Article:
$1.3 millionto $43.1 millionfor the three months ended April 30, 2014. Income (loss) before income taxes increased $1.9 millionto $1.8 million(4.2% of revenues) in the first quarter FY2015. The effects of Water Resources' strategic consolidation of certain offices within the division is reflected in the increase in income (loss) before income taxes during the first quarter of FY2015 compared to FY2014, despite a relatively flat level of revenues during the same periods. Water Resources is actively monitoring and reducing its costs, where appropriate, as a response to reduced revenues. Through these efforts, it has reduced selling expenses by $1.7 millionduring first quarter FY2015 compared to first quarter FY2014. Included in this reduction of selling expenses is $0.8 millionin reduced compensation expenses, $0.1 millionin reduced bad debt expense and $0.1 millionreduction in maintenance expenses. Inliner Division Three Months Ended April 30, (in thousands) 2014 2013 $ Change % Change Revenues $ 33,483 $ 30,280 $ 3,20310.6 % Income before income taxes 4,843 2,339 2,504 107.1 Inliner revenues increased $3.2 millionto $33.5 millionfor the three months ended April 30, 2014. Income before income taxes increased by $2.5 millionto $4.8 million(14.5% of revenues) in the first three months of FY2015 compared to $2.3 million(7.7% of revenues) in the first three months of FY2014.
Inliner's increase in revenues and the resultant increase in income before income taxes are due to the increase in work orders under existing contracts. Compensation expense also decreased by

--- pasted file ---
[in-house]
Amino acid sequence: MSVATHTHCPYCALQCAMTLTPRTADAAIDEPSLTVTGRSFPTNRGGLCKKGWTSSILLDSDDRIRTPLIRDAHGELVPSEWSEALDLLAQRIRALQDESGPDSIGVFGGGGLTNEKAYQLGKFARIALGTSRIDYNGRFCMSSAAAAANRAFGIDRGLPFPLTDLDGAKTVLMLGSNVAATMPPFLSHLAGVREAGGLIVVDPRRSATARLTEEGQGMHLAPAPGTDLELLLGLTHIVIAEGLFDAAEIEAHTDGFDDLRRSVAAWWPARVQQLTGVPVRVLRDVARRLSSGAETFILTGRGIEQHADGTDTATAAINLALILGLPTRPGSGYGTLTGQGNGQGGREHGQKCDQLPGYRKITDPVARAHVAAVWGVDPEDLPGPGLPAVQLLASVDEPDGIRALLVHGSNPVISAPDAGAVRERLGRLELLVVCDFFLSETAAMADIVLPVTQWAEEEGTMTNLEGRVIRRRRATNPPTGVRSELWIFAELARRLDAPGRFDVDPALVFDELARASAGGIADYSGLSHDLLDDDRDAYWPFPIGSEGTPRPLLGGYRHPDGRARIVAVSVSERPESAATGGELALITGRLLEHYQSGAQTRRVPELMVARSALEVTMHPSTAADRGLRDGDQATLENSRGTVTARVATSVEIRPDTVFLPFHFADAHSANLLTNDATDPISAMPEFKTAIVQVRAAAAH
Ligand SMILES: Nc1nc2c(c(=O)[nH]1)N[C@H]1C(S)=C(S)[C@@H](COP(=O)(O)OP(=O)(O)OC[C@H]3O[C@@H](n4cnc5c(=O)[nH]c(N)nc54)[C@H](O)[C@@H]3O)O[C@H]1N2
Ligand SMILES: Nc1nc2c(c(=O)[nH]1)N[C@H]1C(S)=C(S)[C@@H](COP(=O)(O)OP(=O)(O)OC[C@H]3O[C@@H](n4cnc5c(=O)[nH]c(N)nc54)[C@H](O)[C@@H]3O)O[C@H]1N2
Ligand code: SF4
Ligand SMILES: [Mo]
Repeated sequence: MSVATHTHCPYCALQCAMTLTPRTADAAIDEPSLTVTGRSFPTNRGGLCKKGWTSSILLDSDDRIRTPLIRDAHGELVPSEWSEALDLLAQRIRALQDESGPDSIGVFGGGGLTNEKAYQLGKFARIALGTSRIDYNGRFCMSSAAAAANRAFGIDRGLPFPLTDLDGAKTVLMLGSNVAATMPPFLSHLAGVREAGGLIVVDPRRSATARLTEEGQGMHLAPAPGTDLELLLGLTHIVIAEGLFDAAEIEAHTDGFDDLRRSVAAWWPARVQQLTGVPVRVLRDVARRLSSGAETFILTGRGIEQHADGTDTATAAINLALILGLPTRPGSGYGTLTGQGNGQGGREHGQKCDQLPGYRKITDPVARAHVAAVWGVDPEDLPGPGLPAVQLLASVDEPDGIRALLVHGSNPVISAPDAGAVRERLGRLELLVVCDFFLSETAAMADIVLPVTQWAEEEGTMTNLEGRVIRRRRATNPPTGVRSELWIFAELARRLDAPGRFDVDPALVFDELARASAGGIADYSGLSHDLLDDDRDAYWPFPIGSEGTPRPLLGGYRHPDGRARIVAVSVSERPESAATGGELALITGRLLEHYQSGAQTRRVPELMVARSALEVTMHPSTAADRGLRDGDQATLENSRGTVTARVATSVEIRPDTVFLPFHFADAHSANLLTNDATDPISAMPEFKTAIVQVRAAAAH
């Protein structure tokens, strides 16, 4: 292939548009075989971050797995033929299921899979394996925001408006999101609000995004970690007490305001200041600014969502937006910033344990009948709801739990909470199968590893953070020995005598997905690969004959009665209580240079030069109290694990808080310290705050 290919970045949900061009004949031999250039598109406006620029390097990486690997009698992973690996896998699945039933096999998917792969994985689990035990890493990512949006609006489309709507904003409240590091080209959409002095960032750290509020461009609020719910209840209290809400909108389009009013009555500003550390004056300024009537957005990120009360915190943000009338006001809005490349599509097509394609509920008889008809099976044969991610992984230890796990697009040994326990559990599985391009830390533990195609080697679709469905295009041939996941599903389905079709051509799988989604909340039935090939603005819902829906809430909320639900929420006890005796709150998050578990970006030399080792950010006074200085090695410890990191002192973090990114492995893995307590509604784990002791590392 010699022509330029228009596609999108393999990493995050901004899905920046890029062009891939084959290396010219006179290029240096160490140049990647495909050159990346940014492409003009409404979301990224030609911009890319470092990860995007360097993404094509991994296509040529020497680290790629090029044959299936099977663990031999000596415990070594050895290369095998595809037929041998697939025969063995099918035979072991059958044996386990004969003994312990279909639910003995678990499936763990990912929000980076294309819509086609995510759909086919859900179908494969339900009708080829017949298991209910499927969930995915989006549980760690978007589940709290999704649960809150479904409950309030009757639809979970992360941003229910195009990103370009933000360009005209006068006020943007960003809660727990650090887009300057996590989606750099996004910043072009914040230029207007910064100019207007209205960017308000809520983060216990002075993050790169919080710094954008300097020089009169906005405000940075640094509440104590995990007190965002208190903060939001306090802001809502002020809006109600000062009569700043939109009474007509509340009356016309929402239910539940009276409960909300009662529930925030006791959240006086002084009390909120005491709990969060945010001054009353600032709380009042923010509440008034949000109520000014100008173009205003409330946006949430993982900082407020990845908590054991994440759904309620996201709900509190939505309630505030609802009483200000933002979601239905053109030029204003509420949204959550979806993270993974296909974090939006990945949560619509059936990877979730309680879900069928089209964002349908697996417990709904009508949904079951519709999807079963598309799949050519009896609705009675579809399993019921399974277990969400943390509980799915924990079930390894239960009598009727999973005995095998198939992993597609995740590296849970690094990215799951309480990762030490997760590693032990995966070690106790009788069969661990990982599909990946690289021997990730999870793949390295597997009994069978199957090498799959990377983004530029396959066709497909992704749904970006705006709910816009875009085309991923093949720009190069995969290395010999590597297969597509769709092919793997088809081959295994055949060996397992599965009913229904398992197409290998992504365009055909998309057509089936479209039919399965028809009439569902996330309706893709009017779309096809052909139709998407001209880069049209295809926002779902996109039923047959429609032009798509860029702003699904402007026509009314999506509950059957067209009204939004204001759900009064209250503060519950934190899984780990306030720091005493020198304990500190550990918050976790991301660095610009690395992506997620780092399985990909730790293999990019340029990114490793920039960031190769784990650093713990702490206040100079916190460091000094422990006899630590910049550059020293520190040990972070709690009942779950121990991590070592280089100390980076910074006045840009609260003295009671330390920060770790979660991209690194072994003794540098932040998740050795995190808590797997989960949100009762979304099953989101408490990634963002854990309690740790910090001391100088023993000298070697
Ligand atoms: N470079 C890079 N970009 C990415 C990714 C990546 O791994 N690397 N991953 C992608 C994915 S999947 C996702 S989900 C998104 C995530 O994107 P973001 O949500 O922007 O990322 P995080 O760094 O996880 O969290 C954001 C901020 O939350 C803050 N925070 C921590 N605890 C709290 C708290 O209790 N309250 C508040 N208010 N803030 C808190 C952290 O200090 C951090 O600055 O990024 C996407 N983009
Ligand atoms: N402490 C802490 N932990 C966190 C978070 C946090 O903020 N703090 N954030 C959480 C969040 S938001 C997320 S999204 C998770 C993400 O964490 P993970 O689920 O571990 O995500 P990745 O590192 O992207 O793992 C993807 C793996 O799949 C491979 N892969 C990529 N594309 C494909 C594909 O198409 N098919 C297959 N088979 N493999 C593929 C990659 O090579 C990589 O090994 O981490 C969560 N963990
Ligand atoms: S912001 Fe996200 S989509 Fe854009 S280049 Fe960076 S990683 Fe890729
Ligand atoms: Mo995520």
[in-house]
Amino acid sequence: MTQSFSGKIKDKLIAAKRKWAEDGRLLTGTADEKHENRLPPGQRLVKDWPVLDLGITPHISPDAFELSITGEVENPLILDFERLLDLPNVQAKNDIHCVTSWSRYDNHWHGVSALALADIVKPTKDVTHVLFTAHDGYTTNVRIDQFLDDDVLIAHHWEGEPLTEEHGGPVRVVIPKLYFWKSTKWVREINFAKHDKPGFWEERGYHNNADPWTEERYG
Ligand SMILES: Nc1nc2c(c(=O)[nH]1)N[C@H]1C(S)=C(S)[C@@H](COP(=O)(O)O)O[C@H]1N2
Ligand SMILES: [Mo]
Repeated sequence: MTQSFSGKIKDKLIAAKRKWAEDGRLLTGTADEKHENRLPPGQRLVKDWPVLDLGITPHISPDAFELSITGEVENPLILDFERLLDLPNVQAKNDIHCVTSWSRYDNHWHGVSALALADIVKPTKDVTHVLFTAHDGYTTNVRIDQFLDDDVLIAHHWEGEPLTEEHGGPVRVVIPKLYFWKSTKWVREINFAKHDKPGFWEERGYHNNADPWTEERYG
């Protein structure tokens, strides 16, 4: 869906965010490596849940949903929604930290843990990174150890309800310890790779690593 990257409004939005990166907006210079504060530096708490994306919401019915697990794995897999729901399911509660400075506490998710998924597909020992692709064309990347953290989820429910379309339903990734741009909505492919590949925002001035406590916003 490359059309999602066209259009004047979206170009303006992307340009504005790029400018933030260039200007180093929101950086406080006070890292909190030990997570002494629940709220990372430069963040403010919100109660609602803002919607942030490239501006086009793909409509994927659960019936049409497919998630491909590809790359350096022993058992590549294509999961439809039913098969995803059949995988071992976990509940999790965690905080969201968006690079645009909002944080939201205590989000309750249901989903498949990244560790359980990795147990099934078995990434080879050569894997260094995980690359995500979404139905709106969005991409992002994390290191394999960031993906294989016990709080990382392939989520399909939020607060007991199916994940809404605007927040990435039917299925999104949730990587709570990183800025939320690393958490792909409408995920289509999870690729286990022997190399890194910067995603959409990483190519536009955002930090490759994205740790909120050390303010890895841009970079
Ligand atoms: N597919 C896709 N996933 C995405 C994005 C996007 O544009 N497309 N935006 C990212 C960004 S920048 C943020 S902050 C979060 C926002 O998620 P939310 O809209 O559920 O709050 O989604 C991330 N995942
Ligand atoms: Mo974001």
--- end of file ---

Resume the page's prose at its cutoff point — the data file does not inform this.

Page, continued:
Civil DivisionThree Months Ended April 30, (in thousands) 2014 2013 $ Change % Change Revenues $ 49,418 $ 73,840 $ (24,422 )(33.1 )% Loss before income taxes (8,580 ) (1,493 ) (7,087 ) * * Not meaningful
Heavy Civil revenues decreased
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Heavy Civil has certain ongoing projects that were affected by the severe weather conditions experienced in many parts of the U.S. During the first quarter of FY2015, projects which were already experiencing cost overruns were delayed even further due to heavy snowfall; beyond what was anticipated. Adverse weather conditions also caused an increase in expenses on projects as, once the weather subsided; work was restarted out of sequence in order to meet time constraints implicit within the contracts of those projects, thereby further reducing profitability. Heavy Civil also has certain projects which are in the final stages of completion. These projects were complex and difficult in nature, extending over multiple years. These projects, which have been discussed in the Annual Report, are selected types of hard bid contracts, which Layne determined in FY2013 no longer fit within the strategic focus for this segment. These contracts, which are estimated to be complete during FY2015, incurred losses of
$3.1 millionduring the first quarter of FY2015. Layne believes certain of these contracts have amounts for which it will be seeking additional payments from the owner. Management is currently quantifying these amounts, and as such, these amounts have not been included in the results of this division. Heavy Civil has made a strategic move away from these types of hard bid contracts and is actively working towards completing these projects in FY2015. Geoconstruction Division Three Months Ended April 30, (in thousands) 2014 2013 $ Change % Change Revenues $ 32,595 $ 21,587 $ 11,00851.0 %
Income (loss) before income taxes 1,637 (5,408 ) 7,045
* * Not meaningful Geoconstruction revenues increased